WIPO Arbitration and Mediation Center
ADMINISTRATIVE PANEL DECISION
Go Sport v. Clara Toussaint
Case No. D2015-0389
1. The Parties
The Complainant is Go Sport of Sassenage, France represented by Fidal, France.
The Respondent is Clara Toussaint of Paris, France.
2. The Domain Name and Registrar
The disputed domain name <gosport-nike.com> is registered with 1API GmbH (the "Registrar").
3. Procedural History
The Complaint was filed with the WIPO Arbitration and Mediation Center (the "Center") on March 5, 2015. On March 5, 2015, the Center transmitted by email to the Registrar a request for registrar verification in connection with the disputed domain name. On March 9, 2015, the Registrar transmitted by email to the Center its verification response confirming that the Respondent is listed as the registrant and providing the contact details.
The Center verified that the Complaint satisfied the formal requirements of the Uniform Domain Name Dispute Resolution Policy (the "Policy" or "UDRP"), the Rules for Uniform Domain Name Dispute Resolution Policy (the "Rules"), and the WIPO Supplemental Rules for Uniform Domain Name Dispute Resolution Policy (the "Supplemental Rules").
In accordance with the Rules, paragraphs 2(a) and 4(a), the Center formally notified the Respondent of the Complaint, and the proceedings commenced on March 10, 2015.
On March 12, 2015 the Center received an email from Ms. Sophie Dourdin, claiming that the disputed domain name was registered without her knowledge or authorization by a third party using her mailing address. Ms. Dourdin filed a criminal complaint for identity fraud on March 12, 2015. Since Ms. Dourdin is not the domain name holder, the Complaint was not initiated against her, and the use of her mailing address has no consequence on the proceedings, Ms. Dourdin being a third party.
In accordance with the Rules, paragraph 5(a), the due date for Response was March 30, 2015. The Respondent did not submit any response. Accordingly, the Center notified the Respondent's default on March 31, 2015.
The Center appointed Isabelle Leroux as the sole panelist in this matter on April 2, 2015. The Panel finds that it was properly constituted. The Panel has submitted the Statement of Acceptance and Declaration of Impartiality and Independence, as required by the Center to ensure compliance with the Rules, paragraph 7.
4. Factual Background
The Complainant is a major French company specialized in the distribution of sporting and leisure goods, operating via two networks of stores: GO SPORT and COURIR.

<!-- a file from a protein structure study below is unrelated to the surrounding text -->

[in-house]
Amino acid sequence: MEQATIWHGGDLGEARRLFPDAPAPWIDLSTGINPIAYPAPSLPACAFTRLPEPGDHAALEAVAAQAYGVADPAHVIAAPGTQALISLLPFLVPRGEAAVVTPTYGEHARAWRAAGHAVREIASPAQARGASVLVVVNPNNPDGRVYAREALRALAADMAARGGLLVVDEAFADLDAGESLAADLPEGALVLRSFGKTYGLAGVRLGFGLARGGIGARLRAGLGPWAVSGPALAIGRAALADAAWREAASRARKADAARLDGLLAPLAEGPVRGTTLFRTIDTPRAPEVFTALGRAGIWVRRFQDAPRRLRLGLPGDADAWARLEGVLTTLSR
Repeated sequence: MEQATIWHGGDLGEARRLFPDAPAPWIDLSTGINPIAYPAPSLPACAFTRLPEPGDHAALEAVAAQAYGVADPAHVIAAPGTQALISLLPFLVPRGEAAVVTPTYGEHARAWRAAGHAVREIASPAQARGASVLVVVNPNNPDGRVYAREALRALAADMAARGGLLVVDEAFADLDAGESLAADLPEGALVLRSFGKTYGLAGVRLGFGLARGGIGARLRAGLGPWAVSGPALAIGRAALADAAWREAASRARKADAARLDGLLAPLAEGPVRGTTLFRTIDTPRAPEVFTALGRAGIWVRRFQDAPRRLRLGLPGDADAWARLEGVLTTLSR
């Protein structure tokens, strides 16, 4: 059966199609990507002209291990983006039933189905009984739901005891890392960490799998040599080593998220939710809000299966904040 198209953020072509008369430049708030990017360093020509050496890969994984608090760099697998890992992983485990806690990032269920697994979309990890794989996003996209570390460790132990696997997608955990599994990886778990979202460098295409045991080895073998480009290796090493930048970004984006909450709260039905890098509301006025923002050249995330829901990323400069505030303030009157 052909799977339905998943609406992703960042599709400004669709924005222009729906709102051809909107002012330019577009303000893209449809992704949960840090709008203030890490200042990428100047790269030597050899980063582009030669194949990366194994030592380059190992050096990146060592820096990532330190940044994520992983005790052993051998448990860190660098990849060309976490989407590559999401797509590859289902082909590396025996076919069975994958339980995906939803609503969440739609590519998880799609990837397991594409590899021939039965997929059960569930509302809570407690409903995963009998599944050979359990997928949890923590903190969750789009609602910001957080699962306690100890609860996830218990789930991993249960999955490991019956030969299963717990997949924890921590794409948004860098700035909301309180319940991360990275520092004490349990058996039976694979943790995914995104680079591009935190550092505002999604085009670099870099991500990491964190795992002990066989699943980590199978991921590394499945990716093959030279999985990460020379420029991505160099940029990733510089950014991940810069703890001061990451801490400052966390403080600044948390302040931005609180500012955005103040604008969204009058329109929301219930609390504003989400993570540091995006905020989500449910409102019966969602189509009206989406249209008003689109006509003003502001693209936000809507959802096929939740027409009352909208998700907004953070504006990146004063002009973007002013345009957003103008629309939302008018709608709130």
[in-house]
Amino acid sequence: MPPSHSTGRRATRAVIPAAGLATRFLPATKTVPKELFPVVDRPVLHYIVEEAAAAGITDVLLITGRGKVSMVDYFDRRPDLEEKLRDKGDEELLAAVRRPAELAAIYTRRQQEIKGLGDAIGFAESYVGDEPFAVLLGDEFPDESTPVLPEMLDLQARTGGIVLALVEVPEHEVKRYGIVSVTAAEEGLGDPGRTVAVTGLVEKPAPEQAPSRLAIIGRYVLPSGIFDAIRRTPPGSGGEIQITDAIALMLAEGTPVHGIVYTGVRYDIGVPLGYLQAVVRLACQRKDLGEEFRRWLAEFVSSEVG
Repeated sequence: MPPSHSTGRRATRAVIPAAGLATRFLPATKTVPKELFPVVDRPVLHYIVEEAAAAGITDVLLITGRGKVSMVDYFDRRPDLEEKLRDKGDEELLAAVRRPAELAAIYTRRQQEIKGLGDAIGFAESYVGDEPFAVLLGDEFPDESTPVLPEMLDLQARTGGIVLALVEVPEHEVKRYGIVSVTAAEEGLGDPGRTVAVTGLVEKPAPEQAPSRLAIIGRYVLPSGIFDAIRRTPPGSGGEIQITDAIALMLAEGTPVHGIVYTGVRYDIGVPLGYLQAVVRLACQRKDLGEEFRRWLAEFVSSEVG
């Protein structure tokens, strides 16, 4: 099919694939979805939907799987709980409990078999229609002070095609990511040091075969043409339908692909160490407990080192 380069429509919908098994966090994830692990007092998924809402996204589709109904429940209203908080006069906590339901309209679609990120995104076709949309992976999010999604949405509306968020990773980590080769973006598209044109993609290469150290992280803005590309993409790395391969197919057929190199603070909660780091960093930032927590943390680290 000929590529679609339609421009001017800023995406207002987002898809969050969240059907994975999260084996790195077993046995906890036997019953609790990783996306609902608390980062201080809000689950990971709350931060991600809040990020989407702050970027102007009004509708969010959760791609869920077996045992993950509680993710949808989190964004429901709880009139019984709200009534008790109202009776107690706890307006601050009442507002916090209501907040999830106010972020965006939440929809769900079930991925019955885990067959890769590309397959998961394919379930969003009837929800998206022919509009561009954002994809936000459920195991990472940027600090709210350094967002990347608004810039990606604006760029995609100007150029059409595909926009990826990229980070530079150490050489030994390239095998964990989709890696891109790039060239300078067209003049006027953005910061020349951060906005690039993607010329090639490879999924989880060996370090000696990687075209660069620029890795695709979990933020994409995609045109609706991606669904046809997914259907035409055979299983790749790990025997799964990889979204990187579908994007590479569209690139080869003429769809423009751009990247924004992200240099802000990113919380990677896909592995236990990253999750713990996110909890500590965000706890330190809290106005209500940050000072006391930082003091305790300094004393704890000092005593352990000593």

The Complainant was created in 1978 and employs more than 4,300 employees worldwide, operating stores mainly in France but also in Poland, Belgium, the United Arab Emirates, Qatar, Morocco, Kuwait, Tunisia and Jordan.
The Complainant is the owner of a large number of trademarks registered in France as well as in many countries worldwide and notably:
- French word and device trademark GO SPORT registered on July 5, 1991 under number 1678206 covering products in classes 25 and 28;
- French word and device trademark GO SPORT registered on October 17, 1996 under number 96647008, covering products and services in classes 5, 8, 9, 10, 11, 12, 13, 14, 16, 18, 20, 22, 24, 25, 26, 27, 28, 32, 35, 36, 38, 39, 41, 42, 43 and 45;
- French word and device trademark GO SPORT registered on June 22, 2006 under number 3436566, covering products and services in classes 9, 12, 18, 22, 25, 28 and 35;
- International word and device trademark GO SPORT registered on February 29, 1988 under number 523820, covering products and services in classes 9, 25 and 28;
- International word and device trademark GO SPORT registered on August 6, 1998 under number 702165, covering products and services in classes 5, 8, 11, 13, 14, 16, 20, 22, 26, 27, 28, 32, 35, 36, 38, 39, 41 and 42.
According to the WhoIs records, the Respondent is based in France. However, given the third party's communication received by the Center on March 12, 2015, which informed such mailing address did not belong to the Respondent, his or her location is uncertain.
The disputed domain name <gosport-nike.com> was created on October 14, 2014.
5. Parties' Contentions
The Complainant contends that the disputed domain name is identical or confusingly similar to the GO SPORT trademark in which the Complainant has rights. The Complainant explains that the generic Top-Level Domain ("gTLD") extension ".com" shall be disregarded as regards the appreciation of the likelihood of confusion, and that the reproduction in the disputed domain name of the Complainant's trademarks GO SPORT together with a third party's well-known trademark (NIKE) is generating a likelihood of confusion.
The Complainant contends that the Respondent has no rights or legitimate interests in the disputed domain name. In particular, the Complainant submits that the Respondent has never been known under the names "GO SPORT" or "NIKE", has never filed any trademark application for the marks "GO SPORT" or "NIKE", was never granted any authorization to use the trademark GO SPORT and is not in any way related to the Complainant's business.
The Complainant also submits that the Respondent registered the disputed domain name in bad faith, as the trademark GO SPORT is a worldwide famous trademark, which means that the Respondent knew, or should have known of the Complainant's rights and did not register the disputed domain name fortuitously.
In addition, the Complainant contends that the Respondent is using the disputed domain name in bad faith, as it redirects internet users to a website which constitutes a slavish reproduction of the French official website belonging to GO SPORT, apparently promoting and selling allegedly counterfeit products. This use of the disputed domain name to pass itself off as the Complainant, in order to promote and sale counterfeit products and phish personal data and financial information of potential clients, evidences the Respondent's registration and use of the disputed domain name in bad faith.
The Respondent did not reply to the Complainant's contentions.
6. Discussion and Findings
Under paragraph 4 of the Policy, the Complainant must prove each of the following three elements to obtain an order that the disputed domain name be transferred:
(i) the disputed domain name is identical or confusingly similar to a trademark to which it has rights; and
(ii) the Respondent has no rights or legitimate interests in respect of the disputed domain name; and
(iii) the disputed domain name has been registered and is being used in bad faith.
Paragraph 15(a) of the Rules requires the Panel to decide the dispute on the basis of the statements and documents that have been submitted and any rules and principles of law deemed applicable.